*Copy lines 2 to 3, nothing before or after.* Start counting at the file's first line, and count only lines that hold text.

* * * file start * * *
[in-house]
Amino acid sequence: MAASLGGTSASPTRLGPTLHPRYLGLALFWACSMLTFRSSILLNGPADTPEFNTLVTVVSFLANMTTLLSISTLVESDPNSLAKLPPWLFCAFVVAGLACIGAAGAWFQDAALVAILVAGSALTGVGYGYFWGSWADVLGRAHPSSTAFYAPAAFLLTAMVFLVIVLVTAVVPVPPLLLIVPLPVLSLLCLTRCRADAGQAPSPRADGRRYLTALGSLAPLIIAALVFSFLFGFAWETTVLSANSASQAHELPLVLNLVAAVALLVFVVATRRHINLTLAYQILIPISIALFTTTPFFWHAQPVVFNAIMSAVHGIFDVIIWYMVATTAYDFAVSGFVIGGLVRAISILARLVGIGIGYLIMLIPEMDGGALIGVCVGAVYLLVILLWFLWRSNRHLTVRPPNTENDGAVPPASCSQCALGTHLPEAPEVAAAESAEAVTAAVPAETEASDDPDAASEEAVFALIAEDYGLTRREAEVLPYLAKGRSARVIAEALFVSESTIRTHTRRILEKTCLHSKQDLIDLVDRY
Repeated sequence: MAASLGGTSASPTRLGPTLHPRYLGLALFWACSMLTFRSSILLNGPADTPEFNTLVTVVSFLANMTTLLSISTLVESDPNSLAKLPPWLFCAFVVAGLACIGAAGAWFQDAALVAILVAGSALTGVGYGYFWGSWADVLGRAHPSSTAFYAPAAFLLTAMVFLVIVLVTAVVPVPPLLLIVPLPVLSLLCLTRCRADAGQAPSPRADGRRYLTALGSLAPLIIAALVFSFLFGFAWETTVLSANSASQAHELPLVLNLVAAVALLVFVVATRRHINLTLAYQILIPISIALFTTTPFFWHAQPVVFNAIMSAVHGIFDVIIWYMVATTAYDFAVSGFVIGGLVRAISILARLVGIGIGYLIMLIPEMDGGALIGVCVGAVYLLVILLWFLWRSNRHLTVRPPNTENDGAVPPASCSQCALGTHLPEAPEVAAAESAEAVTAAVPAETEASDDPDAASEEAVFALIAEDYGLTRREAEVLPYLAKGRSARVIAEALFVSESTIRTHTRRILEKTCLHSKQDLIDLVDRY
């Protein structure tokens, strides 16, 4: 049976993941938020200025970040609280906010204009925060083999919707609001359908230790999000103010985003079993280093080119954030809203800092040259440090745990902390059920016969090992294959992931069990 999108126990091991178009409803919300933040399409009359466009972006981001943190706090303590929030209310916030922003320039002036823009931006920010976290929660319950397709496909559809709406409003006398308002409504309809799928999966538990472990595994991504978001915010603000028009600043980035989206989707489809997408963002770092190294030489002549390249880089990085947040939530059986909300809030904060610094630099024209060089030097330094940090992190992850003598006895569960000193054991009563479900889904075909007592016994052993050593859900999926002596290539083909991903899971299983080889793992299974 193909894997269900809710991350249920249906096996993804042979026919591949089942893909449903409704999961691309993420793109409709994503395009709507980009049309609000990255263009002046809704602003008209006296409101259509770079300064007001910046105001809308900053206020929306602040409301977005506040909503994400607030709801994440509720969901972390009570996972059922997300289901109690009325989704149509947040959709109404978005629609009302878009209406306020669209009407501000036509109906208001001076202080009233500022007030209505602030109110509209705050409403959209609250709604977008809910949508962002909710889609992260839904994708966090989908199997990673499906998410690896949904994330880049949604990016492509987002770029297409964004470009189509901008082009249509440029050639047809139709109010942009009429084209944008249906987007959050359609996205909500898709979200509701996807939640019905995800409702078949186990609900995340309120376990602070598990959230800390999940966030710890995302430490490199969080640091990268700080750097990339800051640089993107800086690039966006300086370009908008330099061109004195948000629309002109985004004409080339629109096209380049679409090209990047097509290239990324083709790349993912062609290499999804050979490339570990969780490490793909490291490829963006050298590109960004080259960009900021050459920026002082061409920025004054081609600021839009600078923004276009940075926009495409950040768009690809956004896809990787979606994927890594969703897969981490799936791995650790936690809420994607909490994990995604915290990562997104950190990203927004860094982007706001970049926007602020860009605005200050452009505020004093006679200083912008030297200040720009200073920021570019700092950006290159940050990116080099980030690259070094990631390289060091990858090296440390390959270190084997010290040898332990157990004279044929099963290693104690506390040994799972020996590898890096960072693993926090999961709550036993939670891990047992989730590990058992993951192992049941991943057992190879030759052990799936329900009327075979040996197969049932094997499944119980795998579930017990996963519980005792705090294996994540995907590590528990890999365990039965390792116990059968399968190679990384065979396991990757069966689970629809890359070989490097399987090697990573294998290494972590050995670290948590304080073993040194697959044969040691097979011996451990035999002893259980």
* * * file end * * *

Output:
Amino acid sequence: MAASLGGTSASPTRLGPTLHPRYLGLALFWACSMLTFRSSILLNGPADTPEFNTLVTVVSFLANMTTLLSISTLVESDPNSLAKLPPWLFCAFVVAGLACIGAAGAWFQDAALVAILVAGSALTGVGYGYFWGSWADVLGRAHPSSTAFYAPAAFLLTAMVFLVIVLVTAVVPVPPLLLIVPLPVLSLLCLTRCRADAGQAPSPRADGRRYLTALGSLAPLIIAALVFSFLFGFAWETTVLSANSASQAHELPLVLNLVAAVALLVFVVATRRHINLTLAYQILIPISIALFTTTPFFWHAQPVVFNAIMSAVHGIFDVIIWYMVATTAYDFAVSGFVIGGLVRAISILARLVGIGIGYLIMLIPEMDGGALIGVCVGAVYLLVILLWFLWRSNRHLTVRPPNTENDGAVPPASCSQCALGTHLPEAPEVAAAESAEAVTAAVPAETEASDDPDAASEEAVFALIAEDYGLTRREAEVLPYLAKGRSARVIAEALFVSESTIRTHTRRILEKTCLHSKQDLIDLVDRY
Repeated sequence: MAASLGGTSASPTRLGPTLHPRYLGLALFWACSMLTFRSSILLNGPADTPEFNTLVTVVSFLANMTTLLSISTLVESDPNSLAKLPPWLFCAFVVAGLACIGAAGAWFQDAALVAILVAGSALTGVGYGYFWGSWADVLGRAHPSSTAFYAPAAFLLTAMVFLVIVLVTAVVPVPPLLLIVPLPVLSLLCLTRCRADAGQAPSPRADGRRYLTALGSLAPLIIAALVFSFLFGFAWETTVLSANSASQAHELPLVLNLVAAVALLVFVVATRRHINLTLAYQILIPISIALFTTTPFFWHAQPVVFNAIMSAVHGIFDVIIWYMVATTAYDFAVSGFVIGGLVRAISILARLVGIGIGYLIMLIPEMDGGALIGVCVGAVYLLVILLWFLWRSNRHLTVRPPNTENDGAVPPASCSQCALGTHLPEAPEVAAAESAEAVTAAVPAETEASDDPDAASEEAVFALIAEDYGLTRREAEVLPYLAKGRSARVIAEALFVSESTIRTHTRRILEKTCLHSKQDLIDLVDRY